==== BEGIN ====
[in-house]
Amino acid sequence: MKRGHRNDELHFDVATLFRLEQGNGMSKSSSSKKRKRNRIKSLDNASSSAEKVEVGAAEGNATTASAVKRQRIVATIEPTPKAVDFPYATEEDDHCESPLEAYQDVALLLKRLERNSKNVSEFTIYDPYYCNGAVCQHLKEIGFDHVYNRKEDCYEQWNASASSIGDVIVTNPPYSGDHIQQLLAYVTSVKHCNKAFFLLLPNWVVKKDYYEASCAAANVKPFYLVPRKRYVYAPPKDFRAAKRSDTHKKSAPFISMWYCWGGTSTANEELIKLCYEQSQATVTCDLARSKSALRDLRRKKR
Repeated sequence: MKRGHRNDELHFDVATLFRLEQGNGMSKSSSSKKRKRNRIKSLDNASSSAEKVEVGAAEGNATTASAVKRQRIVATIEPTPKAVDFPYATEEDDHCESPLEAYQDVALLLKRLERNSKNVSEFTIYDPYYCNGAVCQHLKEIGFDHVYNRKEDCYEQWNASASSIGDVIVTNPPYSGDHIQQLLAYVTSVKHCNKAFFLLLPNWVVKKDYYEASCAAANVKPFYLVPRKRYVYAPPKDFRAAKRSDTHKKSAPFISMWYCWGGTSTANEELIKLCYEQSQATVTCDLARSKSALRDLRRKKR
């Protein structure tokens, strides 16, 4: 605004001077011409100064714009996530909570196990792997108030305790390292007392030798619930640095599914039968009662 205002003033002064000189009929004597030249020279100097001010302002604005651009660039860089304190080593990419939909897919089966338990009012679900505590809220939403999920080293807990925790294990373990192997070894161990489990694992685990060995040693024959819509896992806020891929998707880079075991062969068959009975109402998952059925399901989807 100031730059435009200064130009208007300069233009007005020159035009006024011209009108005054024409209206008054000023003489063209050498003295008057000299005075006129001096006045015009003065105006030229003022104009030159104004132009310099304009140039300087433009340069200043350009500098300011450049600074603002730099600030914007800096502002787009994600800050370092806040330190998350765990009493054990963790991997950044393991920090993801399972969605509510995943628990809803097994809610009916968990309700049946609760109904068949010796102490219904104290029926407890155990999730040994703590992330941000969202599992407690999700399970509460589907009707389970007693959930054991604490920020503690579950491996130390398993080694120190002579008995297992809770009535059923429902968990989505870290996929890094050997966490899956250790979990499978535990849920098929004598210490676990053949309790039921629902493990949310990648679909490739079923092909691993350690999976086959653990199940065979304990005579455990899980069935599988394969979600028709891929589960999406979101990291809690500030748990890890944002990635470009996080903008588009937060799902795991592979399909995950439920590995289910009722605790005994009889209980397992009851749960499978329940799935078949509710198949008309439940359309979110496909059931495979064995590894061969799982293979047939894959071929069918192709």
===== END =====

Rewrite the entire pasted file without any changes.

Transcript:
[in-house]
Amino acid sequence: MKRGHRNDELHFDVATLFRLEQGNGMSKSSSSKKRKRNRIKSLDNASSSAEKVEVGAAEGNATTASAVKRQRIVATIEPTPKAVDFPYATEEDDHCESPLEAYQDVALLLKRLERNSKNVSEFTIYDPYYCNGAVCQHLKEIGFDHVYNRKEDCYEQWNASASSIGDVIVTNPPYSGDHIQQLLAYVTSVKHCNKAFFLLLPNWVVKKDYYEASCAAANVKPFYLVPRKRYVYAPPKDFRAAKRSDTHKKSAPFISMWYCWGGTSTANEELIKLCYEQSQATVTCDLARSKSALRDLRRKKR
Repeated sequence: MKRGHRNDELHFDVATLFRLEQGNGMSKSSSSKKRKRNRIKSLDNASSSAEKVEVGAAEGNATTASAVKRQRIVATIEPTPKAVDFPYATEEDDHCESPLEAYQDVALLLKRLERNSKNVSEFTIYDPYYCNGAVCQHLKEIGFDHVYNRKEDCYEQWNASASSIGDVIVTNPPYSGDHIQQLLAYVTSVKHCNKAFFLLLPNWVVKKDYYEASCAAANVKPFYLVPRKRYVYAPPKDFRAAKRSDTHKKSAPFISMWYCWGGTSTANEELIKLCYEQSQATVTCDLARSKSALRDLRRKKR
């Protein structure tokens, strides 16, 4: 605004001077011409100064714009996530909570196990792997108030305790390292007392030798619930640095599914039968009662 205002003033002064000189009929004597030249020279100097001010302002604005651009660039860089304190080593990419939909897919089966338990009012679900505590809220939403999920080293807990925790294990373990192997070894161990489990694992685990060995040693024959819509896992806020891929998707880079075991062969068959009975109402998952059925399901989807 100031730059435009200064130009208007300069233009007005020159035009006024011209009108005054024409209206008054000023003489063209050498003295008057000299005075006129001096006045015009003065105006030229003022104009030159104004132009310099304009140039300087433009340069200043350009500098300011450049600074603002730099600030914007800096502002787009994600800050370092806040330190998350765990009493054990963790991997950044393991920090993801399972969605509510995943628990809803097994809610009916968990309700049946609760109904068949010796102490219904104290029926407890155990999730040994703590992330941000969202599992407690999700399970509460589907009707389970007693959930054991604490920020503690579950491996130390398993080694120190002579008995297992809770009535059923429902968990989505870290996929890094050997966490899956250790979990499978535990849920098929004598210490676990053949309790039921629902493990949310990648679909490739079923092909691993350690999976086959653990199940065979304990005579455990899980069935599988394969979600028709891929589960999406979101990291809690500030748990890890944002990635470009996080903008588009937060799902795991592979399909995950439920590995289910009722605790005994009889209980397992009851749960499978329940799935078949509710198949008309439940359309979110496909059931495979064995590894061969799982293979047939894959071929069918192709």